Council votes to remove protections of midcentury buildings near Forsyth Park

Savannah City Council

The Savannah City Council decided Thursday to leave three properties bordering Forsyth Park out of a zone in the Victorian District that shields certain properties from demolition. By leaving the properties outside of what is called the Victorian District Contributing Resources map, these properties remain unprotected from demolition. 

The final vote count was 7-2, with Post 1 At-Large Alderwomen Kesha Gibson-Carter and At-Large Post 2 Alderwomen Alicia Miller Blakely voting to designate the properties as contributing resources. The properties sit at 1001 Whitaker St., 1015 Whitaker St., and 124 West Park Avenue, along the southwest corner of Forsyth Park. 

“The council has to be able to balance the need to retain that which needs to be retained,” said Mayor Van Johnson, “and to also make sure that we are addressing our future and pressing needs.” 

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The item came before council after the Historic Preservation Commission (HPC) recommended the three structures be designated as contributing structures on July 26. The item went to committee because the owner of all three properties petitioned for their demolition. 

The Contributing Resources Map was adopted by City Council in 1981, and a 2019 update to the city’s zoning ordinance allows changes to it for resources with “exceptional” historic and architectural importance. 

The building at 124 W. Park Ave. was the location of Sidney A. Jones Funeral Home, which historically was a prominent funeral home for Savannah’s African American community. It is now the Campbell & Sons Funeral Home. 

Blakely and Gibson-Carter noted the historical significance as justification for the location’s protection. Blakely said much of her passed family was eulogized at the building, and Gibson-Carter said those familiar with the location understand the significance goes beyond architecture.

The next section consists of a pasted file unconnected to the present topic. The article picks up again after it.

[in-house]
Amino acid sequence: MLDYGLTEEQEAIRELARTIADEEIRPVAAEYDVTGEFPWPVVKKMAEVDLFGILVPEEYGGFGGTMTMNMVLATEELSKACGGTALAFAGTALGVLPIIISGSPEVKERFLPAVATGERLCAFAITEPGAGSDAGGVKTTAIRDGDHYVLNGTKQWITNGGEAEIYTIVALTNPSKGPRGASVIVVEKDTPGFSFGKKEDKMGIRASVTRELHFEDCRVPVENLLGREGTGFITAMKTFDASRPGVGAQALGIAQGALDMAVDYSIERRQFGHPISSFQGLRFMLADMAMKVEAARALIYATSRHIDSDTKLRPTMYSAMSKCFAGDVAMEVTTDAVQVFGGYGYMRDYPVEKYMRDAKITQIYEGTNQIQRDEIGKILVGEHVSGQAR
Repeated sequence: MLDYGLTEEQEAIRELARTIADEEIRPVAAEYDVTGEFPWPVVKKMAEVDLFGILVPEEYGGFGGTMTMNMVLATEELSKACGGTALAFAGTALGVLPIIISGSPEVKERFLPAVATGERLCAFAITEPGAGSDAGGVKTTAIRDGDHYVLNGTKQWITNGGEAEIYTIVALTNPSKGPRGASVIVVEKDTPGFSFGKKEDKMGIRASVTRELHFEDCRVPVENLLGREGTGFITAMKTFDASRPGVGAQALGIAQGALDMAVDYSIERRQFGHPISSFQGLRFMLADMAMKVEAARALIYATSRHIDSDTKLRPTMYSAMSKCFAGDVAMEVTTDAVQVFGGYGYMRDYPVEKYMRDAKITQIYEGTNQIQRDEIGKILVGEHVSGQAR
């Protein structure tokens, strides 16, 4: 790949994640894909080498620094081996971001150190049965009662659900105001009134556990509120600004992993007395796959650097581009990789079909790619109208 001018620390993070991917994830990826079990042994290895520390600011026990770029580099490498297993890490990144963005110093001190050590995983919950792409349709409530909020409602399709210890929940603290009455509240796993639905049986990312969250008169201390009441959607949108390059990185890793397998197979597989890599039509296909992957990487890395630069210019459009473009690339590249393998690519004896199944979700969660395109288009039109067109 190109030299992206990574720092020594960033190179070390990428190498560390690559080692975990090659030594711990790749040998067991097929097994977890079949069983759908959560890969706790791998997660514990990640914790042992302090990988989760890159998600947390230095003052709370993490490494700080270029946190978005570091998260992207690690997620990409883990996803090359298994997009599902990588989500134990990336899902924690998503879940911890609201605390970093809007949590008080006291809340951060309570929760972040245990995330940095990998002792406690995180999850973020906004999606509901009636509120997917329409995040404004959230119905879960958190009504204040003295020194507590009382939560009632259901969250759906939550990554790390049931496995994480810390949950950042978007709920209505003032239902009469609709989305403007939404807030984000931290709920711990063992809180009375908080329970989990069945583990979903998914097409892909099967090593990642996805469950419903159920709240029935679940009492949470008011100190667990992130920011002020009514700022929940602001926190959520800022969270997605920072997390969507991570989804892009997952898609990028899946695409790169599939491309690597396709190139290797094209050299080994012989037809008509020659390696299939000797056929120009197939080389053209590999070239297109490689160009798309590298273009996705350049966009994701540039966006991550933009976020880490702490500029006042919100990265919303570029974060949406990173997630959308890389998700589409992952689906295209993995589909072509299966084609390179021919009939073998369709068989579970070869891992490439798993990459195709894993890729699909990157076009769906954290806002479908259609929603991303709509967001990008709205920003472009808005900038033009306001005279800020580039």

“The value of the people far exceeds any physical element of the building itself,” Gibson-Carter said. 

The decision made by the council was supported by the Victorian Neighborhoods Association, which conducted focus groups with residents about whether the buildings should be designated contributing resources. Public comment was generally split, but those who supported the council’s decision said the midcentury-era buildings on Whitaker Street do not match the character of the neighborhood. 

A bus sits at the Chatham Area Transit Intermodal Transit Center.

Other council items 

The council also approved on Thursday up to $7.2 Million for continued fare-free rides on Chatham Area Transit’s DOT Express Shuttle. The DOT is the city’s most-used route, said City Manager Joseph A. “Jay” Melder. 

The approval extends the free rides for three additional years. The DOT shuttle provides public transportation through downtown, Carver Village and Cloverdale. 

“This provides an opportunity, for particularly our seniors, to have reliable transportation, safe transportation particularly to the downtown core and other places around the city that CAT serves,” Johnson said. 

The funding will increase each year of the three-year period. Half of year one’s expense of $2.1 million is covered in full by about $1 million in unexpected revenues from the city’s Parking Fund. 

The measure passed 6-1 after Gibson-Carter and Blakely left before the vote. The lone opposition was from District 1 Alderwomen Bernetta Lanier. Before leaving, Gibson-Carter and Blakely also criticized the measure. 

Lanier said she doesn’t understand why free transit is being provided to the wealthiest parts of town. 

Kiah House Museum at 505 W. 36th St. as it stands today. A GoFundMe page has been established to raise money to buy a historical marker.

The council also moved to enter a partnership with the Galvan Foundation to renovate the historic Kiah House in Savannah’s Cuyler-Brownville neighborhood. The measure provides up to $500,000 for its acquisition and renovation. 

“I think this is a tremendous opportunity,” said Melder said. 

The Kiah House was the home of African-American artist Virginia Jackson Kiah, and renovations will focus on making the house a place to showcase African American artists, Melder said. The Galvan Foundation is a New York-based nonprofit which also invested approximately $6 million for affordable housing in the neighborhood.  

Evan Lasseter is the city and county government reporter for Savannah Morning News. You can reach him at

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